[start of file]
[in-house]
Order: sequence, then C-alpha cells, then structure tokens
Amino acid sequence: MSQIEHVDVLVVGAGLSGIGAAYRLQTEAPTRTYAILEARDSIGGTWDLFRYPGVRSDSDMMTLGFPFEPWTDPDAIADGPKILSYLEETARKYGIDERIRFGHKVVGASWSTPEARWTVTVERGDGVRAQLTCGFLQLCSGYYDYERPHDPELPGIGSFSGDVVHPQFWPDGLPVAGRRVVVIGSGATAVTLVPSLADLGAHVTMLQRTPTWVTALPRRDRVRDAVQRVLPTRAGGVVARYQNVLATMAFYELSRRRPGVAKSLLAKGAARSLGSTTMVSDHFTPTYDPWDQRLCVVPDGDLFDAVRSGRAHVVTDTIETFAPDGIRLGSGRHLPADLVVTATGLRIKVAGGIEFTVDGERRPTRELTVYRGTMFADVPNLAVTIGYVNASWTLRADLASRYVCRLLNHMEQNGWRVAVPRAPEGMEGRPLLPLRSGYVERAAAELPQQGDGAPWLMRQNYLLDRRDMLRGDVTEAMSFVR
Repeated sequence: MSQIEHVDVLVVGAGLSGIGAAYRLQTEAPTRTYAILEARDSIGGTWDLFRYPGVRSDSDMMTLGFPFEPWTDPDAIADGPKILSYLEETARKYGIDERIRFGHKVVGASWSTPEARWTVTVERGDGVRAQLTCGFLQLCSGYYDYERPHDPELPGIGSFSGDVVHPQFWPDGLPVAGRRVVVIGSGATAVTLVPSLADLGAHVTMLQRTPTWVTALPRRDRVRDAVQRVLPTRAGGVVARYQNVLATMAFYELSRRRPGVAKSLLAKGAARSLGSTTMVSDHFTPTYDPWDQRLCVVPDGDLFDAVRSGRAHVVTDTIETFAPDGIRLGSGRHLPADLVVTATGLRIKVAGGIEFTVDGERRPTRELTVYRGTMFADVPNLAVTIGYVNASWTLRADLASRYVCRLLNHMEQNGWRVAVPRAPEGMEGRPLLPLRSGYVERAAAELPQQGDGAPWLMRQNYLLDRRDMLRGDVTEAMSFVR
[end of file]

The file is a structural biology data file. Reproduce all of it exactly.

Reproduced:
[in-house]
Order: sequence, then C-alpha cells, then structure tokens
Amino acid sequence: MSQIEHVDVLVVGAGLSGIGAAYRLQTEAPTRTYAILEARDSIGGTWDLFRYPGVRSDSDMMTLGFPFEPWTDPDAIADGPKILSYLEETARKYGIDERIRFGHKVVGASWSTPEARWTVTVERGDGVRAQLTCGFLQLCSGYYDYERPHDPELPGIGSFSGDVVHPQFWPDGLPVAGRRVVVIGSGATAVTLVPSLADLGAHVTMLQRTPTWVTALPRRDRVRDAVQRVLPTRAGGVVARYQNVLATMAFYELSRRRPGVAKSLLAKGAARSLGSTTMVSDHFTPTYDPWDQRLCVVPDGDLFDAVRSGRAHVVTDTIETFAPDGIRLGSGRHLPADLVVTATGLRIKVAGGIEFTVDGERRPTRELTVYRGTMFADVPNLAVTIGYVNASWTLRADLASRYVCRLLNHMEQNGWRVAVPRAPEGMEGRPLLPLRSGYVERAAAELPQQGDGAPWLMRQNYLLDRRDMLRGDVTEAMSFVR
Repeated sequence: MSQIEHVDVLVVGAGLSGIGAAYRLQTEAPTRTYAILEARDSIGGTWDLFRYPGVRSDSDMMTLGFPFEPWTDPDAIADGPKILSYLEETARKYGIDERIRFGHKVVGASWSTPEARWTVTVERGDGVRAQLTCGFLQLCSGYYDYERPHDPELPGIGSFSGDVVHPQFWPDGLPVAGRRVVVIGSGATAVTLVPSLADLGAHVTMLQRTPTWVTALPRRDRVRDAVQRVLPTRAGGVVARYQNVLATMAFYELSRRRPGVAKSLLAKGAARSLGSTTMVSDHFTPTYDPWDQRLCVVPDGDLFDAVRSGRAHVVTDTIETFAPDGIRLGSGRHLPADLVVTATGLRIKVAGGIEFTVDGERRPTRELTVYRGTMFADVPNLAVTIGYVNASWTLRADLASRYVCRLLNHMEQNGWRVAVPRAPEGMEGRPLLPLRSGYVERAAAELPQQGDGAPWLMRQNYLLDRRDMLRGDVTEAMSFVR